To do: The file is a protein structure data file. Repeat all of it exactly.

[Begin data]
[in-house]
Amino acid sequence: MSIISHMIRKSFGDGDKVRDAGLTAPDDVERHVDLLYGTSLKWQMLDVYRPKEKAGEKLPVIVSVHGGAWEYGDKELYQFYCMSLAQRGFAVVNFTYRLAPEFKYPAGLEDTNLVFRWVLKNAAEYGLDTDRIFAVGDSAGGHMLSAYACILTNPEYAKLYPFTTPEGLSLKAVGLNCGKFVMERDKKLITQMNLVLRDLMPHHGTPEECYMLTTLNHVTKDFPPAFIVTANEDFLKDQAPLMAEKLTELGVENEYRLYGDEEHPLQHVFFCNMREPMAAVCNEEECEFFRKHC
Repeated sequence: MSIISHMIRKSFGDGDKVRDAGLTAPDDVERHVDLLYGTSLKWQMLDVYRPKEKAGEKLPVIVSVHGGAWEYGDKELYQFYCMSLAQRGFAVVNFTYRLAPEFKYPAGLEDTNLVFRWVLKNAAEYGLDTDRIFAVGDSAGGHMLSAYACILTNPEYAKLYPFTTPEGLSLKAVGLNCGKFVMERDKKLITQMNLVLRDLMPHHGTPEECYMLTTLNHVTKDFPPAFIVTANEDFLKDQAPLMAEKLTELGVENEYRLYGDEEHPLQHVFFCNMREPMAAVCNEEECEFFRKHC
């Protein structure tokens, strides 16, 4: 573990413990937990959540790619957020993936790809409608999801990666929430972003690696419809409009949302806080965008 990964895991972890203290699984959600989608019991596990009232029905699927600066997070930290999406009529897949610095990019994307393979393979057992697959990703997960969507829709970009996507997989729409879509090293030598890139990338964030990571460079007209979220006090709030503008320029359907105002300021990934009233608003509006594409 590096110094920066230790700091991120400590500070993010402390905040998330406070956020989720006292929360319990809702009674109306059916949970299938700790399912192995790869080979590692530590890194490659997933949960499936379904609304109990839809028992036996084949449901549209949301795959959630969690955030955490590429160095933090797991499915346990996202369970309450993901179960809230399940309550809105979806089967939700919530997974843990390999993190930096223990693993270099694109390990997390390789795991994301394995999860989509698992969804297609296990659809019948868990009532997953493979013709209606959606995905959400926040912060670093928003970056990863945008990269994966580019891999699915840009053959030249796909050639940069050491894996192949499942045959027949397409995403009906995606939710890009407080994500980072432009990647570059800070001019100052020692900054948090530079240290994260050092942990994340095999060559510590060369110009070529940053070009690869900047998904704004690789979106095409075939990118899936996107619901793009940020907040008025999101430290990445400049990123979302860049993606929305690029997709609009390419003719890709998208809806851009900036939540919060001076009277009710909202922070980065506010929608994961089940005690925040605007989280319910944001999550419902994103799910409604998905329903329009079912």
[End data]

[in-house]
Amino acid sequence: MSIISHMIRKSFGDGDKVRDAGLTAPDDVERHVDLLYGTSLKWQMLDVYRPKEKAGEKLPVIVSVHGGAWEYGDKELYQFYCMSLAQRGFAVVNFTYRLAPEFKYPAGLEDTNLVFRWVLKNAAEYGLDTDRIFAVGDSAGGHMLSAYACILTNPEYAKLYPFTTPEGLSLKAVGLNCGKFVMERDKKLITQMNLVLRDLMPHHGTPEECYMLTTLNHVTKDFPPAFIVTANEDFLKDQAPLMAEKLTELGVENEYRLYGDEEHPLQHVFFCNMREPMAAVCNEEECEFFRKHC
Repeated sequence: MSIISHMIRKSFGDGDKVRDAGLTAPDDVERHVDLLYGTSLKWQMLDVYRPKEKAGEKLPVIVSVHGGAWEYGDKELYQFYCMSLAQRGFAVVNFTYRLAPEFKYPAGLEDTNLVFRWVLKNAAEYGLDTDRIFAVGDSAGGHMLSAYACILTNPEYAKLYPFTTPEGLSLKAVGLNCGKFVMERDKKLITQMNLVLRDLMPHHGTPEECYMLTTLNHVTKDFPPAFIVTANEDFLKDQAPLMAEKLTELGVENEYRLYGDEEHPLQHVFFCNMREPMAAVCNEEECEFFRKHC
């Protein structure tokens, strides 16, 4: 573990413990937990959540790619957020993936790809409608999801990666929430972003690696419809409009949302806080965008 990964895991972890203290699984959600989608019991596990009232029905699927600066997070930290999406009529897949610095990019994307393979393979057992697959990703997960969507829709970009996507997989729409879509090293030598890139990338964030990571460079007209979220006090709030503008320029359907105002300021990934009233608003509006594409 590096110094920066230790700091991120400590500070993010402390905040998330406070956020989720006292929360319990809702009674109306059916949970299938700790399912192995790869080979590692530590890194490659997933949960499936379904609304109990839809028992036996084949449901549209949301795959959630969690955030955490590429160095933090797991499915346990996202369970309450993901179960809230399940309550809105979806089967939700919530997974843990390999993190930096223990693993270099694109390990997390390789795991994301394995999860989509698992969804297609296990659809019948868990009532997953493979013709209606959606995905959400926040912060670093928003970056990863945008990269994966580019891999699915840009053959030249796909050639940069050491894996192949499942045959027949397409995403009906995606939710890009407080994500980072432009990647570059800070001019100052020692900054948090530079240290994260050092942990994340095999060559510590060369110009070529940053070009690869900047998904704004690789979106095409075939990118899936996107619901793009940020907040008025999101430290990445400049990123979302860049993606929305690029997709609009390419003719890709998208809806851009900036939540919060001076009277009710909202922070980065506010929608994961089940005690925040605007989280319910944001999550419902994103799910409604998905329903329009079912």